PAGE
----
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Originally posted July 19, 1999

ANN ARBOR, MI - New hope is available for older people in need of a bone marrow transplant, a procedure typically reserved for patients under age 55 because of its complications.

A clinical trial under way at the University of Michigan Comprehensive Cancer Center is expanding the boundaries of treatment for older people battling life-threatening blood cancers such as leukemia and lymphoma.

The new treatment being performed in the clinical trial uses less radiation and chemotherapy, instead allowing the immune system of the transplanted marrow to help fight the disease. The new, less-toxic approach offers an alternative.

"We think this trial is going to enable patients who need a transplant but who wouldn't be able to get one," says James Ferrara, M.D., director of the U-M Bone Marrow Transplant Program. "So someone who's 60 or 65, for example, is now going to be able to receive a bone marrow transplant, which is curative therapy for their malignancy or their condition."

Bone marrow is found inside the body's large bones. It manufactures all of the body's blood cells: red cells that carry oxygen, white cells that fight infection and platelets that allow blood to clot. When bone marrow is threatened by blood diseases such as leukemia and Hodgkin's disease, the body cannot protect itself from infection.

Bone marrow must be genetically matched to that of the patient's to be transplanted.

People over the age of 50 typically have not been candidates for bone marrow transplants because of complications that come with the procedure. In particular, disease is a threat as the new marrow works to establish itself; the new marrow's cells may attack the patient's tissues.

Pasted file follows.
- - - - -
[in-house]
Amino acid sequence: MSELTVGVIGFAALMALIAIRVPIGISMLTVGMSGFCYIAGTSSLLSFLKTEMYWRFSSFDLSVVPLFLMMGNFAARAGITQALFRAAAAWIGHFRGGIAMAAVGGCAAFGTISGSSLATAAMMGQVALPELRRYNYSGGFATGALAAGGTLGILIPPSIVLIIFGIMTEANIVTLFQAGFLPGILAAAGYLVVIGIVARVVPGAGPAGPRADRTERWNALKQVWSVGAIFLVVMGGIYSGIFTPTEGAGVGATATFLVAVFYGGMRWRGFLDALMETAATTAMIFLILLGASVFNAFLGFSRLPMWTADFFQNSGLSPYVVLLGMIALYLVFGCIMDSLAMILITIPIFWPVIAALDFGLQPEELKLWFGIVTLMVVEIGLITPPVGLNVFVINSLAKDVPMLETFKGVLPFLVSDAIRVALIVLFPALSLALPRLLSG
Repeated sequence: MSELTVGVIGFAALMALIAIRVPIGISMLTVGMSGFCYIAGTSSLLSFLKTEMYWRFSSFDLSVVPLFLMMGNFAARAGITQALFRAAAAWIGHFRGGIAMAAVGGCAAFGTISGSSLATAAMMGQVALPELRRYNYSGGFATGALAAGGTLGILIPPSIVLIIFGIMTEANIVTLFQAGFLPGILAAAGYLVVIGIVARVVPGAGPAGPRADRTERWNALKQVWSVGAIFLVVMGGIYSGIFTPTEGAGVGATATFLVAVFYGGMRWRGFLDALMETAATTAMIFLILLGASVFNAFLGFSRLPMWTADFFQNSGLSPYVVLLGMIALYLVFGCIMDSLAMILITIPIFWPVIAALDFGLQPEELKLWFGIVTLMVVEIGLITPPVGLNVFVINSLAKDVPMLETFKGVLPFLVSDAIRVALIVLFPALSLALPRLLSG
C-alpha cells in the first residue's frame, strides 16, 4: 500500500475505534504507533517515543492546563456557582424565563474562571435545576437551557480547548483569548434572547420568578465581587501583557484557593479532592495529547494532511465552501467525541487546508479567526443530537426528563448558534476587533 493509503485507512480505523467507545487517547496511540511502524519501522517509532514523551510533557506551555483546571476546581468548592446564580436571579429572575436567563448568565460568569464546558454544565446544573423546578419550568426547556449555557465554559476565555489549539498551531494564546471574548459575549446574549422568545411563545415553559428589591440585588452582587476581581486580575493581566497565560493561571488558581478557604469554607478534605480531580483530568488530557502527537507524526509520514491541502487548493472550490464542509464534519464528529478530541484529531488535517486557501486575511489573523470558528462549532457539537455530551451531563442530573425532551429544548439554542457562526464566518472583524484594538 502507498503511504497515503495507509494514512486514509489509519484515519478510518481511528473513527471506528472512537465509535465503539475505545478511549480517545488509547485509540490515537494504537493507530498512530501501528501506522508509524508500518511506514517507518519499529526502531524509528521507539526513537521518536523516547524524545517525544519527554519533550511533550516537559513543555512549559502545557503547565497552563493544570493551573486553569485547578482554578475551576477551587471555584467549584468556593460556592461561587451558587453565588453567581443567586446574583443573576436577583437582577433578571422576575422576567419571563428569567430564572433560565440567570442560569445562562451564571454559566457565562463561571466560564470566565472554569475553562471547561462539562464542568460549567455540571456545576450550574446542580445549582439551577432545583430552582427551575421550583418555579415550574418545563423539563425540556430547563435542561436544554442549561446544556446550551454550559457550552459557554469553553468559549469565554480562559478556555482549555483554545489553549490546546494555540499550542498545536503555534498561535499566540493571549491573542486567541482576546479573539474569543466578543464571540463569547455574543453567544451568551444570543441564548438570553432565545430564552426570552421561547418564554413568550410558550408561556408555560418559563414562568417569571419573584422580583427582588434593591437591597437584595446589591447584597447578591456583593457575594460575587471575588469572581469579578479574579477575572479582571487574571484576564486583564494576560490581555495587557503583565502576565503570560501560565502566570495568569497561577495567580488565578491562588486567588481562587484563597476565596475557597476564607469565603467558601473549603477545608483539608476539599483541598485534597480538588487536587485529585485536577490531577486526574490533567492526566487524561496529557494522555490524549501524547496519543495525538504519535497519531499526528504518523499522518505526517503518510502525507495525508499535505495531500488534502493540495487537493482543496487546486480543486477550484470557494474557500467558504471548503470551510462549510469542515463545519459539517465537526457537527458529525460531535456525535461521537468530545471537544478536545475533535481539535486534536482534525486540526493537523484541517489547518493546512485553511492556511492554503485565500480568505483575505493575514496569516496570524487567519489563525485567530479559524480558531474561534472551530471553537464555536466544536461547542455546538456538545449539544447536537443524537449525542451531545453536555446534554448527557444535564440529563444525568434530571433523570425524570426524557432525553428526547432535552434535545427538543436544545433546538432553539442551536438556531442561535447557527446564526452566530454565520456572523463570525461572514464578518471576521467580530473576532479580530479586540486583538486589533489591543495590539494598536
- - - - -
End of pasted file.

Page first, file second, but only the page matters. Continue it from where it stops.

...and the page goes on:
To prepare for a transplant, a patient undergoes a week of extensive chemotherapy and radiation; doses are intentionally high to destroy all bone marrow. Donated marrow is then transplanted, but needs several weeks to engraft and fully produce blood cells.

The side effects during this period are serious and life-threatening, says Ferrara.

"The patients are very fragile. They're very susceptible to infection; they need daily infusions of blood products and antibiotics. They are very sick," he says.

Given how toxic a transplant can be, it is performed only if a patient's life is in danger.

"What's new is we're not trying to destroy all of the patient's bone marrow. We're allowing the new immune system from the donor marrow to do some of the work. All we want to do is eliminate enough of the patient's own bone marrow so that the new bone marrow can take hold," he says.

Five patients have undergone the new procedure; four have survived and are "doing very well," Ferrara says.

The standard procedure has a 70-percent survival.

"This really represents a change in the way we think about transplants. For a long time in the 1980s, we thought that it was really the chemotherapy and the radiation that eliminated the malignancy or the problem. Now we understand that it's really the immune system in the donor marrow that is a major component to the therapy and that's why we think that we can use less radiation, less chemotherapy and rely more on the power of the donor immune system to help eliminate the malignancy," Ferrara says.

Facts about bone marrow transplants:

  • Bone marrow transplants may be used to treat leukemia, lymphoma and other serious blood diseases.
  • The National Marrow Donor Program has nearly 3 million volunteer donors.
  • It is becoming more common for bone marrow donors to not be related to patients receiving transplants.

For more information: Contact U-M TeleCare at 1-800-742-2300, category 1010.


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